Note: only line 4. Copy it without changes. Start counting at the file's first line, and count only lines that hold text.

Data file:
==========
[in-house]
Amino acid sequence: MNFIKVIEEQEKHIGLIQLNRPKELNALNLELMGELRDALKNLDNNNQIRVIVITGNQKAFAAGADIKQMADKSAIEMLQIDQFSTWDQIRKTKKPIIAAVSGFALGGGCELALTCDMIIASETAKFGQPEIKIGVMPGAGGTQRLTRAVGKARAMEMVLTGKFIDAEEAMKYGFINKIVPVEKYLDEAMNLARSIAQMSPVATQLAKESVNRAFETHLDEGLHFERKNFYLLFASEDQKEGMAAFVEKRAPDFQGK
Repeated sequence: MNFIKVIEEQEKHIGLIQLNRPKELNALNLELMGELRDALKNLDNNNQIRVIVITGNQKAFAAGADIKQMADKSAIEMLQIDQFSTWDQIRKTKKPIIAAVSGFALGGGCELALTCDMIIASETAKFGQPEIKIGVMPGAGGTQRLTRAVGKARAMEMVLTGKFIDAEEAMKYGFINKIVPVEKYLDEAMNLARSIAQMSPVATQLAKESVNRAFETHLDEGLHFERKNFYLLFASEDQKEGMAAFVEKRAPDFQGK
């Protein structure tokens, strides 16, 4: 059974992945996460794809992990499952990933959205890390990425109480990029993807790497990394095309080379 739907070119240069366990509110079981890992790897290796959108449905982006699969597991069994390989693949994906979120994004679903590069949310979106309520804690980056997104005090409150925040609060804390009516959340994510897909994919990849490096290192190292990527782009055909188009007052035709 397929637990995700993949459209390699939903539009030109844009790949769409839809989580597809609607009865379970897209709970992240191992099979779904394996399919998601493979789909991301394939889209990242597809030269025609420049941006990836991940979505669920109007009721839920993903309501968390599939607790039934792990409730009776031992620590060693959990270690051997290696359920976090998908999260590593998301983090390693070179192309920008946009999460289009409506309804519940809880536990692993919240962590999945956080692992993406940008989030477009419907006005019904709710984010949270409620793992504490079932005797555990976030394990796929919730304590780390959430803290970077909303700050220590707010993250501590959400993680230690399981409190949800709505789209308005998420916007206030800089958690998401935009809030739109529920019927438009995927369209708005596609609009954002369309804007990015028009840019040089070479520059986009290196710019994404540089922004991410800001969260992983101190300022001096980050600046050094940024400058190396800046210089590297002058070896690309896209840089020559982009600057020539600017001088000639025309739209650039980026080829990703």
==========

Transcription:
């Protein structure tokens, strides 16, 4: 059974992945996460794809992990499952990933959205890390990425109480990029993807790497990394095309080379 739907070119240069366990509110079981890992790897290796959108449905982006699969597991069994390989693949994906979120994004679903590069949310979106309520804690980056997104005090409150925040609060804390009516959340994510897909994919990849490096290192190292990527782009055909188009007052035709 397929637990995700993949459209390699939903539009030109844009790949769409839809989580597809609607009865379970897209709970992240191992099979779904394996399919998601493979789909991301394939889209990242597809030269025609420049941006990836991940979505669920109007009721839920993903309501968390599939607790039934792990409730009776031992620590060693959990270690051997290696359920976090998908999260590593998301983090390693070179192309920008946009999460289009409506309804519940809880536990692993919240962590999945956080692992993406940008989030477009419907006005019904709710984010949270409620793992504490079932005797555990976030394990796929919730304590780390959430803290970077909303700050220590707010993250501590959400993680230690399981409190949800709505789209308005998420916007206030800089958690998401935009809030739109529920019927438009995927369209708005596609609009954002369309804007990015028009840019040089070479520059986009290196710019994404540089922004991410800001969260992983101190300022001096980050600046050094940024400058190396800046210089590297002058070896690309896209840089020559982009600057020539600017001088000639025309739209650039980026080829990703």